However, the routes involve navigating under multiple bridges and powerlines which require the technology to have a tilting function. Based on the analysis of the ship’s routes, Norsepower estimates that its technology would be able to achieve a carbon emissions reduction of 25% for this vessel. “We are delighted to be working with SEA-CARGO, not only as they are keen to demonstrate their commitment to maximising the propulsive power of wind to reduce emissions, but also for their cooperation and innovation in making tilting Rotor Sails a realisation,” Tuomas Riski, CEO, Norsepower, said. Preparations for the retrofit on the SC Connector are currently taking place with the installation scheduled for Q4 2020, Norsepower said. “With a growing international focus on reducing CO2 emissions and other gases/particles – the ability to harness wind to generate energy, reduce fuel consumption and emissions is a natural next step for the maritime transport industry,” Ole Sævild, Managing Director, SEA-CARGO, added. The SC Connector, a 12,251 gross tonne (GT) Ro-Ro cargo vessel operates in the North Sea, which allows for some of the most favourable wind conditions for Rotor Sails. Developed in tandem by the two companies, the 35m high and 5m wide Rotor Sails are able to tilt to almost horizontal when required. The agreement also heralds the installation of the world’s first tiltable Rotor Sail, an innovation that has resulted from the need to adapt the technology to the sailing requirements of the ship. It is a modernised version of the Flettner rotor, a spinning cylinder that uses the Magnus effect to harness wind power to thrust a ship. “Rotor Sails are particularly well suited to Ro-Ro vessels and working with SEA-CARGO to deliver a tilting Rotor Sail ensures we are providing an adaptable solution which fits with particular vessel requirements, specifically demonstrating vessels with height restrictions to benefit from the Rotor Sail solution.” “The goal of this project has been to design more environmentally friendly vessels by combining several existing technologies. In good wind conditions, the sailing hybrid vessel will maintain regular service speed by sail alone.” The Norsepower Rotor Sail is fully automated and detects whenever the wind is strong enough to deliver fuel and emission savings, at which point the Rotor Sails start automatically. Finnish cleantech company Norsepower and logistics provider SEA-CARGO have inked a deal to install two of Norsepower’s largest Rotor Sails onboard the SC Connector, a side door Ro-Ro. It can be fitted on both new ships and those already in operation.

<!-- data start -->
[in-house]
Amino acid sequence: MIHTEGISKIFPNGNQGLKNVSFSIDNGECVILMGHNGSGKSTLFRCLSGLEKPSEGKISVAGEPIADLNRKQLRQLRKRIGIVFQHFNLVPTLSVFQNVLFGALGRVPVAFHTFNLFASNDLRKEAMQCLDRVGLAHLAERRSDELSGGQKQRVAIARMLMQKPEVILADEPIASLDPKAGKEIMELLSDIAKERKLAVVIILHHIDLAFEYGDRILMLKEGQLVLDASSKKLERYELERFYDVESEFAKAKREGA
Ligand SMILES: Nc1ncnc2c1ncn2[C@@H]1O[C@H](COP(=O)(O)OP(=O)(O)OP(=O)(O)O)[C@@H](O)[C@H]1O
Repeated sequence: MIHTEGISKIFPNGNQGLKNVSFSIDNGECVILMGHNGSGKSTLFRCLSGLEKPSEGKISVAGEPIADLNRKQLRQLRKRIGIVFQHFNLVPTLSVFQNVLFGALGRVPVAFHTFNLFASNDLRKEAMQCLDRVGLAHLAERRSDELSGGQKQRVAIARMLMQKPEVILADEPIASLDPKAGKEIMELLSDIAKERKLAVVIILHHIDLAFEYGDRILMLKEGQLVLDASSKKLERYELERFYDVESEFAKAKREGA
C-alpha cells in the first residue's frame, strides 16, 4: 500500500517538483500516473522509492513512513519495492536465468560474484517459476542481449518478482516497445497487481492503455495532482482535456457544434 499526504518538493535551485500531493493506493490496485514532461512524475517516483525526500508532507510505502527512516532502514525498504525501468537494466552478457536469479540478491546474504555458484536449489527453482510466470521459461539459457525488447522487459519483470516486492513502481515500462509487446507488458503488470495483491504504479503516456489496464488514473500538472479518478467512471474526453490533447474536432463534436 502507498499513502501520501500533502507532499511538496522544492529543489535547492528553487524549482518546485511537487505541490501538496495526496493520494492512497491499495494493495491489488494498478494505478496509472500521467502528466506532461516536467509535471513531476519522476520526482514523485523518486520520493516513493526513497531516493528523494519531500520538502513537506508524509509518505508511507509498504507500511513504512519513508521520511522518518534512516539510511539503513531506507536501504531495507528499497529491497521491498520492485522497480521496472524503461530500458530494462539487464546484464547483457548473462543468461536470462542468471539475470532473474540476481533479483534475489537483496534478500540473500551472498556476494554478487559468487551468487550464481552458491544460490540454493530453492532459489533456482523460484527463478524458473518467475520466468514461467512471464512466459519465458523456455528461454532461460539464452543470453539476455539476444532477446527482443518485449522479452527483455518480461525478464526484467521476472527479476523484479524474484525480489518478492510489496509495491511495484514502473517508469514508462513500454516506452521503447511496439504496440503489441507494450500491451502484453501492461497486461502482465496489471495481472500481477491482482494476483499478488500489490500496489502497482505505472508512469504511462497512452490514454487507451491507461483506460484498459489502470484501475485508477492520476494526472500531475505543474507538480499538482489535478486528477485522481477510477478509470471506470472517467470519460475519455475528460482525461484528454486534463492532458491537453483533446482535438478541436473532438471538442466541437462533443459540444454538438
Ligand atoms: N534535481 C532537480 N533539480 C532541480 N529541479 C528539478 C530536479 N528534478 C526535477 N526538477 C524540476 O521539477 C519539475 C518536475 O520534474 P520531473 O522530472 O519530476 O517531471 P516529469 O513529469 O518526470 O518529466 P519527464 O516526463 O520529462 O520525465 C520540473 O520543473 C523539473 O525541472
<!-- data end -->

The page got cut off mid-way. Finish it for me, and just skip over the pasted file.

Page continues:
Dominion Post 8 Feb 2012Conservative lobby group Family First is using a report from a controversial academic to claim day care is detrimental to children.The group issued today the report that claims spending long periods of time in day care, and away from parents, is detrimental to a child’s long-term development.However, the study, by Dr Aric Sigman, hit the headlines last year in Britain, where it was questioned by experts. Dr Sigman is also behind a 2009 claim that Facebook and other social networking sites cause cancer. He was accused of “cherry-picking” evidence and ignoring that which did not support this theory.Writing in The Guardian last year, Dorothy Bishop, professor of developmental neuropsychology at Oxford, disputed his claims and questioned his credentials.“Sigman ignores or selectively reports evidence for this more nuanced position,” she wrote. “He justifies his one-sided approach to the evidence on the basis that “while open-mindedness has its place in academia, it is a luxury children can’t afford”.Family First commissioned its report, Who Cares, to look at the increasing number of children and infants spending time in early childhood education while their parents are at work.Advocates say staying at home with their children is a luxury that many parents can no longer afford.Hayley Whitaker, early childhood spokeswoman for the NZEI union, said parental policies in New Zealand were “abhorrent” compared to other countries.“We should be able to give people the choice to be at home with their children. They shouldn’t have to feel that they’re forced back into the workforce.”However, there was a lot of evidence to show high-quality early childhood education benefited children, she said.“Everything in moderation, really.”http://www.stuff.co.nz/national/education/6380025/Critics-dispute-Family-First-findings-on-day-care